Great Scot!

Dec. 4, 2014
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There are many different ways around the world of greeting guests. In some European cultures, respected or admired visitors are presented with salt and a loaf of bread. The Māori of New Zealand perform a ceremony of welcome with dancing, singing and hongi (a traditional greeting involving pressing one’s nose and forehead to another person). Those traveling to Hawaii are often met with a warm “aloha” and a beautiful tropical flower lei.

On Sunday, Nov. 4, 1979, TWA passengers landing in Tucson from Phoenix received a welcome, not reminiscent of bygone days in the Wild West (as might be expected in Arizona), but one that perhaps led them to imagine their plane had flown 5,000 miles off course to the land of haggis and whisky. Scheduled for that flight were newly hired OSC faculty member Angus Macleod and his wife, Ann.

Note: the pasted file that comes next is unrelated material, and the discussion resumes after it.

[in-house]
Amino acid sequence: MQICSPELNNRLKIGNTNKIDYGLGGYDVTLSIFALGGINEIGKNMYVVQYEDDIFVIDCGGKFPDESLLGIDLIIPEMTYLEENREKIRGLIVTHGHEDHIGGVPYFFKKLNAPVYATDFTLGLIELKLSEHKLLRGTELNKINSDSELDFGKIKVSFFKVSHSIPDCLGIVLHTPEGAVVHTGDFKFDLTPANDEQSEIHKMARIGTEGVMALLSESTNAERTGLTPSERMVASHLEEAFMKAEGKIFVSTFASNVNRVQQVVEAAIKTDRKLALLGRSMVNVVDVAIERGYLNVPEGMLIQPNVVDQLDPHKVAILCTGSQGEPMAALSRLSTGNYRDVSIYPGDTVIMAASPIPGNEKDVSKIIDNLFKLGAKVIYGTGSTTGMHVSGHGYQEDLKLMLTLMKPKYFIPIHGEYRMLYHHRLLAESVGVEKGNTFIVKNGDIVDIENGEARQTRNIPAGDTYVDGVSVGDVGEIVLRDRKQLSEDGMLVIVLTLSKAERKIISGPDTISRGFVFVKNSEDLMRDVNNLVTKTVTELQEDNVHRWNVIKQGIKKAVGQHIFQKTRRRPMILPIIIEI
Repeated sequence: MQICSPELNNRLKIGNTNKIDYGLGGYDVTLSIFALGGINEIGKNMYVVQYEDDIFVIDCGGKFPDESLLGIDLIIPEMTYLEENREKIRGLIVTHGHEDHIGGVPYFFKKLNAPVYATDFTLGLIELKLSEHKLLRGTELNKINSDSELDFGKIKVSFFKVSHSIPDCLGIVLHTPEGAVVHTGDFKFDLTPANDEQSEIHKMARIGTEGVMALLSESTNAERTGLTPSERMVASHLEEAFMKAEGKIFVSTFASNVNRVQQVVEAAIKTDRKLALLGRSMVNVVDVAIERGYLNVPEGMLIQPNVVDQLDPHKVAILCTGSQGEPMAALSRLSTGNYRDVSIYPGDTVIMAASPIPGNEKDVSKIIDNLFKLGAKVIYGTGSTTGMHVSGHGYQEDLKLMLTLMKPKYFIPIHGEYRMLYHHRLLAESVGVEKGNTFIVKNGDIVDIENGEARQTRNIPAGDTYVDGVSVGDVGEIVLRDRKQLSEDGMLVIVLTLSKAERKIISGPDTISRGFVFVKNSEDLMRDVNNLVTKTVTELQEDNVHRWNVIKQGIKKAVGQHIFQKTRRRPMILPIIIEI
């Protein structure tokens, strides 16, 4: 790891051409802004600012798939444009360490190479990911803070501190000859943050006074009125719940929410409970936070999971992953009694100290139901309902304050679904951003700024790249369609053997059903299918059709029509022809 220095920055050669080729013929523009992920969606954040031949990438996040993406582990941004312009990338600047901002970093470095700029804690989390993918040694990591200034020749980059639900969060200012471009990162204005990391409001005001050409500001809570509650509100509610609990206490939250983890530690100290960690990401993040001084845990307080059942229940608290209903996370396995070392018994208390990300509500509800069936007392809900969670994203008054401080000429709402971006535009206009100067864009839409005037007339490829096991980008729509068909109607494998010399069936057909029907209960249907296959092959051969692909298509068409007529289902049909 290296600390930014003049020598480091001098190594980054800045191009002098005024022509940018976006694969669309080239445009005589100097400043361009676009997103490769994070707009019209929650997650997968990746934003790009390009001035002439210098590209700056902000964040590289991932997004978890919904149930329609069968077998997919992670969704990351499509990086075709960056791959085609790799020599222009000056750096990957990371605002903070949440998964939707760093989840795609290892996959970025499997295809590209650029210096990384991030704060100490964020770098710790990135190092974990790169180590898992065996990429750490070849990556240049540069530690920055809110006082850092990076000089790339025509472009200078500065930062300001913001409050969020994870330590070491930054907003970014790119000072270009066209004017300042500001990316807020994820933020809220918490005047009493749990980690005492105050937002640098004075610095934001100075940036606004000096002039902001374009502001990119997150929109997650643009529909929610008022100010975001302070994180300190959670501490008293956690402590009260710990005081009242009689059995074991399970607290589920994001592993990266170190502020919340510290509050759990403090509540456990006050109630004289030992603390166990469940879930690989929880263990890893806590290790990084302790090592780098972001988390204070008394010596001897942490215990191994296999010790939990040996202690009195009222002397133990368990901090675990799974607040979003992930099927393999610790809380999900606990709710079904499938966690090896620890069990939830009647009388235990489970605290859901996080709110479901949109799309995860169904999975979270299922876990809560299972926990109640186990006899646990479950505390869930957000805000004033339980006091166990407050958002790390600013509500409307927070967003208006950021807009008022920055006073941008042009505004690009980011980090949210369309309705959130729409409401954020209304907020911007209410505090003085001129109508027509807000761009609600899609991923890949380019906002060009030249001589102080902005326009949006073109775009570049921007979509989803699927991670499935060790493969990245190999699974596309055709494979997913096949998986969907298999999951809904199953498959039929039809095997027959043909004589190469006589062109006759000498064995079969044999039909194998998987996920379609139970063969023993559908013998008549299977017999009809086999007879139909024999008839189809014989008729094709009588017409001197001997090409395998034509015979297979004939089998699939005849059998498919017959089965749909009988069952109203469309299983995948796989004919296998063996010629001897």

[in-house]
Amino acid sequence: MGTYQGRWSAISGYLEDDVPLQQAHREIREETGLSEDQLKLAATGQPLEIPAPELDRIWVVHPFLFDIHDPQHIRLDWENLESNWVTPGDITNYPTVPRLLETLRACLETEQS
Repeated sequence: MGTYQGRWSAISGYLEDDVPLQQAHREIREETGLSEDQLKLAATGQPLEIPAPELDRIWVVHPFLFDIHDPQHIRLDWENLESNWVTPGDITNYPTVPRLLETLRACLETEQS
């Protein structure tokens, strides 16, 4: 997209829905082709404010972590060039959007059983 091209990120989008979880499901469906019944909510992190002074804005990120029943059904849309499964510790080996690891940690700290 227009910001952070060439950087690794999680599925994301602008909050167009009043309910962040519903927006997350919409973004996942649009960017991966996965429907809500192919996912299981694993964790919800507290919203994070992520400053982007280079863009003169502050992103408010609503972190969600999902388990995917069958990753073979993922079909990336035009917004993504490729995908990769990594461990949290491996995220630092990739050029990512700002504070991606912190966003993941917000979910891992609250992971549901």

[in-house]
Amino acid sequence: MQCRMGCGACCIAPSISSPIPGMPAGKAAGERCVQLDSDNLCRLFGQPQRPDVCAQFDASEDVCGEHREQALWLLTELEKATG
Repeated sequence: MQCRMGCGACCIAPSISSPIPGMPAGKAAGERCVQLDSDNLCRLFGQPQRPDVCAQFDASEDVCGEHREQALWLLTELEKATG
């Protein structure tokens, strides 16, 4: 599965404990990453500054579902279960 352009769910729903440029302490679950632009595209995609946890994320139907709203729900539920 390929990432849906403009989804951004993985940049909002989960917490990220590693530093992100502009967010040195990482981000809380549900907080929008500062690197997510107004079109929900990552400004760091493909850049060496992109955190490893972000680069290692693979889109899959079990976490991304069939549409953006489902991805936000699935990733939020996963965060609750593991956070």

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Professor Emeritus H. Angus Macleod is of the Assynt branch of the Clan Macleod whose roots are in the highlands of northwestern Scotland. In honor of Angus’ heritage, director Peter Franken had planned a never-to-be-forgotten welcome for OSC’s newest professor. Two kilted bagpipers along with Rob MacLeod, Southwest Regional Representative of the Clan MacLeod Society, U.S.A., joined Peter and several other OSC faculty to await the plane’s 10 p.m. arrival.

As each passenger stepped from the plane, they were greeted by an anxious welcoming party and the skirling of bagpipes. I can imagine everyone must have felt a wee bit special as they walked the short distance from the plane to the terminal. Unfortunately, the Macleods were not among those honored. Unbeknownst to Peter, Angus and Ann had arrived in Los Angeles from England earlier that day only to discover that the airline had somehow unconfirmed their previously confirmed connecting flight to Phoenix. They were told they had no reserved seats on the plane.

Eventually, all was resolved. The Macleods secured seats on a later nonstop flight to Tucson and were met at the airport by Peter, without the bagpipe welcome, but with a good tale that would never tire in the telling.